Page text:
It is a talent his daughter seems to have inherited, for it isn’t the dotting of a millionaire that makes her “a perfectly unique specimen” but the hunger she feels for stories and adventures, for the world outside the confines of Locke House. Like many of you who now read this review – like me – January escapes the tedium of her everyday reality through novels – penny dreadfuls and adventure stories, the horror and excitement of the grotesque. And when, on her seventeenth birthday, life throws at her the very worst it has to offer, it’s into a book that she escapes.

“…(see how that word slips into even the most mundane of stories? Sometimes I feel there are doors lurking in the creases of every sentence, with periods for knobs and verbs for hinges).

The Villains (see the shape of the V, how it places opposites on its two ends, mirroring one another and yet different?) of The Ten Thousand Doors of January range from the universal gothic of the time period to the deeply personal, the kind of villain to kill for – if you’ll pardon the pun.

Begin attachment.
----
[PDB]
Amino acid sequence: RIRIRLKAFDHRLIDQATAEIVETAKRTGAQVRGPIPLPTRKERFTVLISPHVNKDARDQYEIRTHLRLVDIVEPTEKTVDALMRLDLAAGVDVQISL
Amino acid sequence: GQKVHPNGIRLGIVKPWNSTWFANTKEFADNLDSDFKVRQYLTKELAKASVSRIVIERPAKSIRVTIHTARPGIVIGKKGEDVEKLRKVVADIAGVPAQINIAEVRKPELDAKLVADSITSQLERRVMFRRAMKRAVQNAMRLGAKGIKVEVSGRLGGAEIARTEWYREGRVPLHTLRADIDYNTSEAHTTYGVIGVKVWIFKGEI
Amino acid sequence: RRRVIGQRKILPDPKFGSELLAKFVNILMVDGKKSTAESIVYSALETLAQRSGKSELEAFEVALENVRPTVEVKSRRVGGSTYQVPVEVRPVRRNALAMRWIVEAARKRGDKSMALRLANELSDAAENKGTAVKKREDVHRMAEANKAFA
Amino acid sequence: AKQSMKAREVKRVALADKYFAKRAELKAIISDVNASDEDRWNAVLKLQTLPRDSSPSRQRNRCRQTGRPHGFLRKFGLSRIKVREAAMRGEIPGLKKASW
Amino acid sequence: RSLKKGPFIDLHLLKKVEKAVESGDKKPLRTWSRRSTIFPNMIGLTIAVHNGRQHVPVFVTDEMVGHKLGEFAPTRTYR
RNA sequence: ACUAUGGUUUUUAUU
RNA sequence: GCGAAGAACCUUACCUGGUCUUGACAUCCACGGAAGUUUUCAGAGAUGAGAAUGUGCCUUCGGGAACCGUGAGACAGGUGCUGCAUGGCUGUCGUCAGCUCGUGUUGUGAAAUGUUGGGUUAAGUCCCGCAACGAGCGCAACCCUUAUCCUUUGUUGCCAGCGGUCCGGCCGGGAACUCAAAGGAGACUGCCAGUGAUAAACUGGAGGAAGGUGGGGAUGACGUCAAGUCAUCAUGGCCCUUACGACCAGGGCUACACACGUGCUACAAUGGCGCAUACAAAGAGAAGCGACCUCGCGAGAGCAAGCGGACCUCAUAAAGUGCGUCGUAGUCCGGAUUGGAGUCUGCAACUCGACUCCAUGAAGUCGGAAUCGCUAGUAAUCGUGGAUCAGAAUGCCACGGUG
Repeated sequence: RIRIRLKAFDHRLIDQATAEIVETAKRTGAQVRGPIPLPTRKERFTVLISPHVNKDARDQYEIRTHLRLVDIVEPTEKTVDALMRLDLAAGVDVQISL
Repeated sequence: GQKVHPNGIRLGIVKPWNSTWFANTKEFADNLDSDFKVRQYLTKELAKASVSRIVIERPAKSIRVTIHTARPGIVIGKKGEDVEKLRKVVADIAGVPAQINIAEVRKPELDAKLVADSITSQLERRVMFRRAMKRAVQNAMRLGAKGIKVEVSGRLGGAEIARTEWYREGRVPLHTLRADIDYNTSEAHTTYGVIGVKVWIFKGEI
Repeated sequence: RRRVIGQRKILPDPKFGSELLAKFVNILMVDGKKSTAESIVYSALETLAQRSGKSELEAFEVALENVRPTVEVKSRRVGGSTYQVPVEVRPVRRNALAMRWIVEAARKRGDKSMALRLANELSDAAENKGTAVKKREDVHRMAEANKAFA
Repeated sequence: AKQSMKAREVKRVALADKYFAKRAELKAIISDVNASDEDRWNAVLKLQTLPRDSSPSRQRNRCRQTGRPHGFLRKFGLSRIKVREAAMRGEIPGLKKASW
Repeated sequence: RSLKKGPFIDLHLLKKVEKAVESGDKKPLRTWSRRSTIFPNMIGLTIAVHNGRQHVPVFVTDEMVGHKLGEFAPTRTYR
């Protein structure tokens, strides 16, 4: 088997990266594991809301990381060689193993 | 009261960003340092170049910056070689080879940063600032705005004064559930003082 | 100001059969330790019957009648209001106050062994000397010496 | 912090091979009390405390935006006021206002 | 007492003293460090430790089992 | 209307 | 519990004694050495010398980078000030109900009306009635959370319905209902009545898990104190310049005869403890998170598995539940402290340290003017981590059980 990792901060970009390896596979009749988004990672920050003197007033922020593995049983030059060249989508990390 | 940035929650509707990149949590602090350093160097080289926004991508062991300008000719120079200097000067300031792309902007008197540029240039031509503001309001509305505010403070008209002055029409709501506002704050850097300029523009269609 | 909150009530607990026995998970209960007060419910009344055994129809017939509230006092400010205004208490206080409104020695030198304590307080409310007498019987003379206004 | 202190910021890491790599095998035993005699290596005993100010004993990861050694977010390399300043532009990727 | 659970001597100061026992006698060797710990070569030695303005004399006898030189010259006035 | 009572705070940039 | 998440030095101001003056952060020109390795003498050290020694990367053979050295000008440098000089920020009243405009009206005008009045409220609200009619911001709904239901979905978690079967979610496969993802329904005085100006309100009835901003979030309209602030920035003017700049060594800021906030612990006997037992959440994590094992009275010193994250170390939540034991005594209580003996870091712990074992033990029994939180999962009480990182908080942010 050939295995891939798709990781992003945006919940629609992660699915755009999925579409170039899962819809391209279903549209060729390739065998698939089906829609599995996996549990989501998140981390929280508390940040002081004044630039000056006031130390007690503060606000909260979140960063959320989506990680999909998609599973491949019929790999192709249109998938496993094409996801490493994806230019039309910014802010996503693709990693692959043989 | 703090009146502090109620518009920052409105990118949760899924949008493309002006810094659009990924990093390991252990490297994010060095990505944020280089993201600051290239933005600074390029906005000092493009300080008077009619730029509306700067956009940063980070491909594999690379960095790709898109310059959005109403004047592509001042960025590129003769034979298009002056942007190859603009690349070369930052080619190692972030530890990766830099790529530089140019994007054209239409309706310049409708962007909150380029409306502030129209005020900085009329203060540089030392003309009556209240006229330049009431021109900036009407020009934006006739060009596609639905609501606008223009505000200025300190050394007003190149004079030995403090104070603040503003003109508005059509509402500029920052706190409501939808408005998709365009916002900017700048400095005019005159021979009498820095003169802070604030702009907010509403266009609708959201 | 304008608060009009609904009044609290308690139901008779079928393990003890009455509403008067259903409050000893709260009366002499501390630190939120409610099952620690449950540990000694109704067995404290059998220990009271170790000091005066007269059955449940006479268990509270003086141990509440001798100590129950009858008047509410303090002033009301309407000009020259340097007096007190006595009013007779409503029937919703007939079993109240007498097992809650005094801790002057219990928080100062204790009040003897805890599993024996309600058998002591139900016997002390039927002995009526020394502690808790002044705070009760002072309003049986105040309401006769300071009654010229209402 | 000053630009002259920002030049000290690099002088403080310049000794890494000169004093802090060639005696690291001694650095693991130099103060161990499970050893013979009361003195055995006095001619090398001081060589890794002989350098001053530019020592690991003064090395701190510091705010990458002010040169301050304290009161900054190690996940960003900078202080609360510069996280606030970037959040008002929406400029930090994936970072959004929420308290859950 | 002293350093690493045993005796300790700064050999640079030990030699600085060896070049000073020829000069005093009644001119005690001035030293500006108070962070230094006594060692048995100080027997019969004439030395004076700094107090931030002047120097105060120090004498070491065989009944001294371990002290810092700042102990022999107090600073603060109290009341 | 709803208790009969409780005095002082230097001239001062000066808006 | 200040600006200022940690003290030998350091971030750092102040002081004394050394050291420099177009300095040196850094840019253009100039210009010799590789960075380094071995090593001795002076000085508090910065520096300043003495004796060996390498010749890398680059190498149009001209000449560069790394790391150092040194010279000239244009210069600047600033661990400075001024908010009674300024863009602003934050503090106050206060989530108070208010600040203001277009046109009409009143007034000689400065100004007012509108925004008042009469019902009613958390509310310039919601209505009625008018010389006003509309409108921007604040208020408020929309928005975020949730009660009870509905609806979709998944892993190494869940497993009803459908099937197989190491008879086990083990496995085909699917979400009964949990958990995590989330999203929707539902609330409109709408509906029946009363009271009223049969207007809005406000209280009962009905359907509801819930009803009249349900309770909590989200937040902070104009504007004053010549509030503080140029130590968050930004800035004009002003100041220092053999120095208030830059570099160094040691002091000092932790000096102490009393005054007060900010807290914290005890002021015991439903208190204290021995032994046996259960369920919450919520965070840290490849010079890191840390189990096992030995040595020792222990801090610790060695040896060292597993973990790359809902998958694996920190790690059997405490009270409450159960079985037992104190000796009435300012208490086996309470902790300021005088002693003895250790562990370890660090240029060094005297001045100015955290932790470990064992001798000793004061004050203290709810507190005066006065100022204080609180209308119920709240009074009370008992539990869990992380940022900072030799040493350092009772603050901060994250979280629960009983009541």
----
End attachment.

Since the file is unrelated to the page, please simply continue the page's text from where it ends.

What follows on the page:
Its the language, the melodious nature of it that is enchanting to the reader. The masterful control over character voice is equally impressive – a sizable portion of the book adopts the tenets of an epistolary novel, making use of a voice very different from January’s own:

The following monograph concerns the permutations of a repeated motif in world mythologies: passages, portals, and entryways. Such a study might at first seem to suffer from those two cardinal sins of academia—frivolity and triviality—but it is the author’s intention to demonstrate the significance of doorways as phenomenological realities.
At least, that is the book I intended to write, when I was young and arrogant. Instead, I’ve written something strange, deeply personal, highly subjective. I am a scientist studying his own soul, a snake swallowing its own tail.

Harrow’s use of these chapters to tell several stories serves to pace January’s own tale and to create additional tension early on,